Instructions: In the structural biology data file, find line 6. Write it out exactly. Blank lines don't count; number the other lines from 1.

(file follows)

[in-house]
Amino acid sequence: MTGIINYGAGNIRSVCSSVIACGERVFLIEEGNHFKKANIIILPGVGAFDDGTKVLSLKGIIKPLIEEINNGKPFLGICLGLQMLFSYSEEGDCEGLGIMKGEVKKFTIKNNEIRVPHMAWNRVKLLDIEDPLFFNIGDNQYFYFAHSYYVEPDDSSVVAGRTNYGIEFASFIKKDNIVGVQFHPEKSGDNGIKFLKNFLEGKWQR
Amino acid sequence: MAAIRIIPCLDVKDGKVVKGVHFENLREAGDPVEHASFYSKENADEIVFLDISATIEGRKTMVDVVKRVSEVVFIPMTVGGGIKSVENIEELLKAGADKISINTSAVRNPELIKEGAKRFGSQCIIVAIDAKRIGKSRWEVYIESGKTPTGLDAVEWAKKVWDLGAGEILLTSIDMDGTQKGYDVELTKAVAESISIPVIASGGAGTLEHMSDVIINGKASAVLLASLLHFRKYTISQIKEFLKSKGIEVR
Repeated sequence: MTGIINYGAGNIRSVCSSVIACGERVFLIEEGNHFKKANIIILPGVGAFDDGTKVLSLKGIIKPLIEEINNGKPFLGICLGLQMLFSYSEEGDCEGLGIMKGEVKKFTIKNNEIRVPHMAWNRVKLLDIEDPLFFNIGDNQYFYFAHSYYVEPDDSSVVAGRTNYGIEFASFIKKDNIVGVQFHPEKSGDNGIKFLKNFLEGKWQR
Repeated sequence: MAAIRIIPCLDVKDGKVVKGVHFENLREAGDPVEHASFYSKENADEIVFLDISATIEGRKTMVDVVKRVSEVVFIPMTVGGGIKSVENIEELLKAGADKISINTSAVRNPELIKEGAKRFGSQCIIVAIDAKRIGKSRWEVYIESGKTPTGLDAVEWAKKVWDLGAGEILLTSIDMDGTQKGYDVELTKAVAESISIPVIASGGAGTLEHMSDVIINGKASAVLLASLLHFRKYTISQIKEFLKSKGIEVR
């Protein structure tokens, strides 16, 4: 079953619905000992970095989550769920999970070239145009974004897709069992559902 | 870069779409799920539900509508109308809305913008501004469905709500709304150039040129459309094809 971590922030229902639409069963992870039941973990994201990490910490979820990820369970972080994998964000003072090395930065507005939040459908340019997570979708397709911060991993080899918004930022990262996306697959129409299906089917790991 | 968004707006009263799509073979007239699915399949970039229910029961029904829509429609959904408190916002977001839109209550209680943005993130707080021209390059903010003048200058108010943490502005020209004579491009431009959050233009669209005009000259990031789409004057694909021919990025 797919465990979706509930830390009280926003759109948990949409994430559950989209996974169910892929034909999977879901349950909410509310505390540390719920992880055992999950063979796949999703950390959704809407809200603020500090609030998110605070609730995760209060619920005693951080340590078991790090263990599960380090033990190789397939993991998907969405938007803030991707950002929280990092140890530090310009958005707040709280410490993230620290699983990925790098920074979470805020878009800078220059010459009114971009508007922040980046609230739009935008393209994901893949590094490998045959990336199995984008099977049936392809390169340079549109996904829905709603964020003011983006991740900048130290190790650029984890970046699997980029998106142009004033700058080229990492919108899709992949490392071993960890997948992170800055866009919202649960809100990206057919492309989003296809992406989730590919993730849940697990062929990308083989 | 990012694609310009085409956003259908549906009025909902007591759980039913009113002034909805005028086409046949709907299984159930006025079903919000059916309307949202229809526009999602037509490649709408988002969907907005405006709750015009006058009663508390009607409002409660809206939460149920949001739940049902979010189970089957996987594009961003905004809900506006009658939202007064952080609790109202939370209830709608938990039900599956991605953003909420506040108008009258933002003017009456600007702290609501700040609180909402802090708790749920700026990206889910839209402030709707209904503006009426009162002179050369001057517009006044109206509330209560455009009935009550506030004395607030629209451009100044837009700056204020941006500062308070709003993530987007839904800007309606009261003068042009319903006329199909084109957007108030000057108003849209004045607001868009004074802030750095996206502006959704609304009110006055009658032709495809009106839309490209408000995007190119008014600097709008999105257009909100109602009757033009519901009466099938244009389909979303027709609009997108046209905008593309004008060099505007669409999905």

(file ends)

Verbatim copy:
């Protein structure tokens, strides 16, 4: 079953619905000992970095989550769920999970070239145009974004897709069992559902 | 870069779409799920539900509508109308809305913008501004469905709500709304150039040129459309094809 971590922030229902639409069963992870039941973990994201990490910490979820990820369970972080994998964000003072090395930065507005939040459908340019997570979708397709911060991993080899918004930022990262996306697959129409299906089917790991 | 968004707006009263799509073979007239699915399949970039229910029961029904829509429609959904408190916002977001839109209550209680943005993130707080021209390059903010003048200058108010943490502005020209004579491009431009959050233009669209005009000259990031789409004057694909021919990025 797919465990979706509930830390009280926003759109948990949409994430559950989209996974169910892929034909999977879901349950909410509310505390540390719920992880055992999950063979796949999703950390959704809407809200603020500090609030998110605070609730995760209060619920005693951080340590078991790090263990599960380090033990190789397939993991998907969405938007803030991707950002929280990092140890530090310009958005707040709280410490993230620290699983990925790098920074979470805020878009800078220059010459009114971009508007922040980046609230739009935008393209994901893949590094490998045959990336199995984008099977049936392809390169340079549109996904829905709603964020003011983006991740900048130290190790650029984890970046699997980029998106142009004033700058080229990492919108899709992949490392071993960890997948992170800055866009919202649960809100990206057919492309989003296809992406989730590919993730849940697990062929990308083989 | 990012694609310009085409956003259908549906009025909902007591759980039913009113002034909805005028086409046949709907299984159930006025079903919000059916309307949202229809526009999602037509490649709408988002969907907005405006709750015009006058009663508390009607409002409660809206939460149920949001739940049902979010189970089957996987594009961003905004809900506006009658939202007064952080609790109202939370209830709608938990039900599956991605953003909420506040108008009258933002003017009456600007702290609501700040609180909402802090708790749920700026990206889910839209402030709707209904503006009426009162002179050369001057517009006044109206509330209560455009009935009550506030004395607030629209451009100044837009700056204020941006500062308070709003993530987007839904800007309606009261003068042009319903006329199909084109957007108030000057108003849209004045607001868009004074802030750095996206502006959704609304009110006055009658032709495809009106839309490209408000995007190119008014600097709008999105257009909100109602009757033009519901009466099938244009389909979303027709609009997108046209905008593309004008060099505007669409999905």